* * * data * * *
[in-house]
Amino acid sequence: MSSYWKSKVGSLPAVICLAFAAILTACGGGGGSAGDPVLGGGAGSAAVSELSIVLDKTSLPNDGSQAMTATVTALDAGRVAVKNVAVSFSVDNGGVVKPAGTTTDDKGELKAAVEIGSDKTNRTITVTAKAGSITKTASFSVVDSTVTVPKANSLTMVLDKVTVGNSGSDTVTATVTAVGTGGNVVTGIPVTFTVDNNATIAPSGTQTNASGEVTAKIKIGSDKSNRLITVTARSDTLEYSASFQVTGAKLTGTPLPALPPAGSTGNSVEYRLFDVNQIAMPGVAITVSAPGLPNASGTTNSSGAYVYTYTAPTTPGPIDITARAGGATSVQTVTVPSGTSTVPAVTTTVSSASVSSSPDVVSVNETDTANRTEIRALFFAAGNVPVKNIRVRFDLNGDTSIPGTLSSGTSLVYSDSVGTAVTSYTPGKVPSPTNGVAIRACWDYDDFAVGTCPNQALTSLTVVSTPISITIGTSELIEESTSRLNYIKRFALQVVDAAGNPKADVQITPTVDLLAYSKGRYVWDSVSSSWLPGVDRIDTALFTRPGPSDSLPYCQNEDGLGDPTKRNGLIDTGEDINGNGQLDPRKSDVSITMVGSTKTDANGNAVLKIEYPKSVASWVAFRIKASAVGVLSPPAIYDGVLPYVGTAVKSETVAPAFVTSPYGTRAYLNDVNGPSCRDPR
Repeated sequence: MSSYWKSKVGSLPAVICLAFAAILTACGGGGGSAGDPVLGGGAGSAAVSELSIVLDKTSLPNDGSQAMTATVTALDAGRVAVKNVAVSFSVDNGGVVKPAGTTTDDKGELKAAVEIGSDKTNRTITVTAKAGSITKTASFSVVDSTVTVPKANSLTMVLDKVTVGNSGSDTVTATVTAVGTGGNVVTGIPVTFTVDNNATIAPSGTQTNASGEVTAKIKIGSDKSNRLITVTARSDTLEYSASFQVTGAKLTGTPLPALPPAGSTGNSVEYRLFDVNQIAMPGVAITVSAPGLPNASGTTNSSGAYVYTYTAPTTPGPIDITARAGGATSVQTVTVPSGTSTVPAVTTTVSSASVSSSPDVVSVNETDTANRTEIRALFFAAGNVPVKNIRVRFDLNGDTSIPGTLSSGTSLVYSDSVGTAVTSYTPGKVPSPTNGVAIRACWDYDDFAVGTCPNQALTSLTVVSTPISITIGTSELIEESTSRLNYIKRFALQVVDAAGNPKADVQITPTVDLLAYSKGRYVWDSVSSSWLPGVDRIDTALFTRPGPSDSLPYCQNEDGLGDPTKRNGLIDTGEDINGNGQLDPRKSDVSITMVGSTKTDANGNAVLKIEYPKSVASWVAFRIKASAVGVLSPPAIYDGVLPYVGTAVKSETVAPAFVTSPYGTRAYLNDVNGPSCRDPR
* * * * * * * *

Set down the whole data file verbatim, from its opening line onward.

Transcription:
[in-house]
Amino acid sequence: MSSYWKSKVGSLPAVICLAFAAILTACGGGGGSAGDPVLGGGAGSAAVSELSIVLDKTSLPNDGSQAMTATVTALDAGRVAVKNVAVSFSVDNGGVVKPAGTTTDDKGELKAAVEIGSDKTNRTITVTAKAGSITKTASFSVVDSTVTVPKANSLTMVLDKVTVGNSGSDTVTATVTAVGTGGNVVTGIPVTFTVDNNATIAPSGTQTNASGEVTAKIKIGSDKSNRLITVTARSDTLEYSASFQVTGAKLTGTPLPALPPAGSTGNSVEYRLFDVNQIAMPGVAITVSAPGLPNASGTTNSSGAYVYTYTAPTTPGPIDITARAGGATSVQTVTVPSGTSTVPAVTTTVSSASVSSSPDVVSVNETDTANRTEIRALFFAAGNVPVKNIRVRFDLNGDTSIPGTLSSGTSLVYSDSVGTAVTSYTPGKVPSPTNGVAIRACWDYDDFAVGTCPNQALTSLTVVSTPISITIGTSELIEESTSRLNYIKRFALQVVDAAGNPKADVQITPTVDLLAYSKGRYVWDSVSSSWLPGVDRIDTALFTRPGPSDSLPYCQNEDGLGDPTKRNGLIDTGEDINGNGQLDPRKSDVSITMVGSTKTDANGNAVLKIEYPKSVASWVAFRIKASAVGVLSPPAIYDGVLPYVGTAVKSETVAPAFVTSPYGTRAYLNDVNGPSCRDPR
Repeated sequence: MSSYWKSKVGSLPAVICLAFAAILTACGGGGGSAGDPVLGGGAGSAAVSELSIVLDKTSLPNDGSQAMTATVTALDAGRVAVKNVAVSFSVDNGGVVKPAGTTTDDKGELKAAVEIGSDKTNRTITVTAKAGSITKTASFSVVDSTVTVPKANSLTMVLDKVTVGNSGSDTVTATVTAVGTGGNVVTGIPVTFTVDNNATIAPSGTQTNASGEVTAKIKIGSDKSNRLITVTARSDTLEYSASFQVTGAKLTGTPLPALPPAGSTGNSVEYRLFDVNQIAMPGVAITVSAPGLPNASGTTNSSGAYVYTYTAPTTPGPIDITARAGGATSVQTVTVPSGTSTVPAVTTTVSSASVSSSPDVVSVNETDTANRTEIRALFFAAGNVPVKNIRVRFDLNGDTSIPGTLSSGTSLVYSDSVGTAVTSYTPGKVPSPTNGVAIRACWDYDDFAVGTCPNQALTSLTVVSTPISITIGTSELIEESTSRLNYIKRFALQVVDAAGNPKADVQITPTVDLLAYSKGRYVWDSVSSSWLPGVDRIDTALFTRPGPSDSLPYCQNEDGLGDPTKRNGLIDTGEDINGNGQLDPRKSDVSITMVGSTKTDANGNAVLKIEYPKSVASWVAFRIKASAVGVLSPPAIYDGVLPYVGTAVKSETVAPAFVTSPYGTRAYLNDVNGPSCRDPR